The Castle of Burgos is located on the hill of San Miguel to 75 m above the city of Burgos. According to excavations the castle attributes to the Visigoths, and its oldest parts, to the Romans. It is believed that the fortress was already built back in 865 when Muslims amounted to the Castilian plateau led by Al-Mondzir obliterating. Twenty years later the Asturian monarch Alfonso III gives order to Count Diego Rodríguez Porcelos to repopulate and re-fortifying Burgos because had credited his military virtues in the Battle of Briviesca and in defend Pancorbo.
The growing importance of the city requires a great fortress, whose perimeter is well documented. Probably during the reign of Alfonso VIII of Castile occurs the first great transformation, participating experts builders to the Mudéjar taste of the time. The Castilian king Henry IV makes the second reform, mainly for beautification, in order to transform it into palace: halls, chambers and chapel.
During the Early Modern Age and because both the evolution of military techniques, as the remoteness of the war zones, loses its former defensive function. In its enclosure was settled the first training school for gunners that have been in Spain, reaching produce twenty quintals of gunpowder daily in 1542. This was about secondary activities.
During the French occupation, the June 15, 1813, the French army decided to leave the Castle of Burgos, and they destroyed it with explosives. The explosion resulted in the almost total destruction of all the castle grounds. The remains of the fortress, in state of ruins, has allowed its qualification as a museum, opened in 2003, or interpretation center, and it can also visit the well and the underground tunnels, known as Cueva del Moro.References:
Craigmillar is one of Scotland’s most perfectly preserved castles. It began as a simple tower-house residence. Gradually, over time, it developed into a complex of structures and spaces, as subsequent owners attempted to improve its comfort and amenity. As a result, there are many nooks and crannies to explore.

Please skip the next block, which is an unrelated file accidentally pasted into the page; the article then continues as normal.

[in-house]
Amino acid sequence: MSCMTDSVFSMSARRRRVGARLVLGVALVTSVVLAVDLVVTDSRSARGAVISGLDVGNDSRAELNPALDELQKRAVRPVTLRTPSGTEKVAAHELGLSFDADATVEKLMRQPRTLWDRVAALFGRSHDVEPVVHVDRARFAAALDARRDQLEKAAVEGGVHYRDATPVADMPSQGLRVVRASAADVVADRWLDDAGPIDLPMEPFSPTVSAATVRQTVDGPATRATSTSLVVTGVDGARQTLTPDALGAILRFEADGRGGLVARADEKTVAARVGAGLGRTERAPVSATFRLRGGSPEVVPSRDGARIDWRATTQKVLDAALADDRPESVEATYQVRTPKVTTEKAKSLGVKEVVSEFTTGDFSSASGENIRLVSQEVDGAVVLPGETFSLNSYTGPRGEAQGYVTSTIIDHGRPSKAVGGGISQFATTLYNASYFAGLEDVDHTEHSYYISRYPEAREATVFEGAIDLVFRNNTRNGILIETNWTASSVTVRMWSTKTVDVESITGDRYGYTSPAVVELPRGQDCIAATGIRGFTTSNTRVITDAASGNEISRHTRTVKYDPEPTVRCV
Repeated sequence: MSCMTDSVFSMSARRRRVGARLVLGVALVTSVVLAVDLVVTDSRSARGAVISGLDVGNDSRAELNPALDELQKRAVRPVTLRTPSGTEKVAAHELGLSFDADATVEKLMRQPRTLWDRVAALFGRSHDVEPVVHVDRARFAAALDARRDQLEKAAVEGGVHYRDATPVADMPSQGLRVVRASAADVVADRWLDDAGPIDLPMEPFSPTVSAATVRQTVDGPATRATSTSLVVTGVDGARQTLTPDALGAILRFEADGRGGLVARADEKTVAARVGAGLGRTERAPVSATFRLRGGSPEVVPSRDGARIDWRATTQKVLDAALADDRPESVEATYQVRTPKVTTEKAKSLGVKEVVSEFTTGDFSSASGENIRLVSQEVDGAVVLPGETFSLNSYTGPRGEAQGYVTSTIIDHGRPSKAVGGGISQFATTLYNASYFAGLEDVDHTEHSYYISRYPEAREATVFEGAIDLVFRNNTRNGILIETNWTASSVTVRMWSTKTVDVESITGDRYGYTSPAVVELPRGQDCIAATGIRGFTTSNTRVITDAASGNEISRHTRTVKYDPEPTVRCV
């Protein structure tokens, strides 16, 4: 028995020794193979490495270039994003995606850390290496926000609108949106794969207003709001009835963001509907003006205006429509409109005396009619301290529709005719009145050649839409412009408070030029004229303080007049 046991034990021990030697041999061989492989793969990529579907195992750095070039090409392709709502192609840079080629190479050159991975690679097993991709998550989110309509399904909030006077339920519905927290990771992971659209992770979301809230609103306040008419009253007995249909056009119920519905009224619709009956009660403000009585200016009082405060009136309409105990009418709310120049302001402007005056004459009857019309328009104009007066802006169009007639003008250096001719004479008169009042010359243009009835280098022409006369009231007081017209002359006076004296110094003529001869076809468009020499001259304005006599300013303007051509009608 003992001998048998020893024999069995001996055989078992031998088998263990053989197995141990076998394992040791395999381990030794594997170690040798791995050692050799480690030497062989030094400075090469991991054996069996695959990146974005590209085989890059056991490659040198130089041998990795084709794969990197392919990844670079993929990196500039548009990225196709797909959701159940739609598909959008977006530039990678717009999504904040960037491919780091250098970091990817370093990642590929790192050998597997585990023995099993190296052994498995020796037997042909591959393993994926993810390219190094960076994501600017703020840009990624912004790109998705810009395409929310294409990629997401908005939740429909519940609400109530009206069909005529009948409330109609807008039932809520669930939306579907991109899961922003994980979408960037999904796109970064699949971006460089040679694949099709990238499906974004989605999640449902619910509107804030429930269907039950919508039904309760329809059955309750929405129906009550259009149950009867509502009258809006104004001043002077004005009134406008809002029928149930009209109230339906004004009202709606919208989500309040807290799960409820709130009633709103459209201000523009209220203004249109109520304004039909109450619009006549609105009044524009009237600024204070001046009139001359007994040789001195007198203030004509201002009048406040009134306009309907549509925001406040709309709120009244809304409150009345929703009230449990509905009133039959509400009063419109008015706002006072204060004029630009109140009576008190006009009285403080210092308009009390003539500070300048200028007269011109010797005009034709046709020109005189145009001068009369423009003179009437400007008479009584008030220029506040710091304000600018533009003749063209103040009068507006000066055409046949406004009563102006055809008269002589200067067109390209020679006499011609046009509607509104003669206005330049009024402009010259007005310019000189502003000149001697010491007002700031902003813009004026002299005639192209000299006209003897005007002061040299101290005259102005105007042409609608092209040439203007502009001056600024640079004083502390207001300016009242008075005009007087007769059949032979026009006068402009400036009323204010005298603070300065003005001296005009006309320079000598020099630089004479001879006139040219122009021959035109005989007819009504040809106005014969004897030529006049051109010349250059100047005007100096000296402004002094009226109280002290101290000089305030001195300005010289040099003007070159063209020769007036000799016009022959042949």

The surrounding gardens and parkland were also important. The present-day Craigmillar Castle Park has fascinating reminders of the castle’s days as a rural retreat on the edge of Scotland’s capital city.
At the core lies the original, late-14th-century tower house, among the first of this form of castle built in Scotland. It stands 17m high to the battlements, has walls almost 3m thick, and holds a warren of rooms, including a fine great hall on the first floor.
‘Queen Mary’s Room’, also on the first floor, is where Mary is said to have slept when staying at Craigmillar. However, it is more likely she occupied a multi-roomed apartment elsewhere in the courtyard, probably in the east range.
Sir Simon Preston was a loyal supporter of Queen Mary, whom she appointed as Provost of Edinburgh. In this capacity, he was her host for her first night as a prisoner, at his townhouse in the High Street, on 15 June 1567. She was taken to Lochleven Castle the following day.
The west range was rebuilt after 1660 as a family residence for the Gilmour family.
The 15th-century courtyard wall is well preserved, complete with gunholes shaped like inverted keyholes. Ancillary buildings lie within it, including a private family chapel.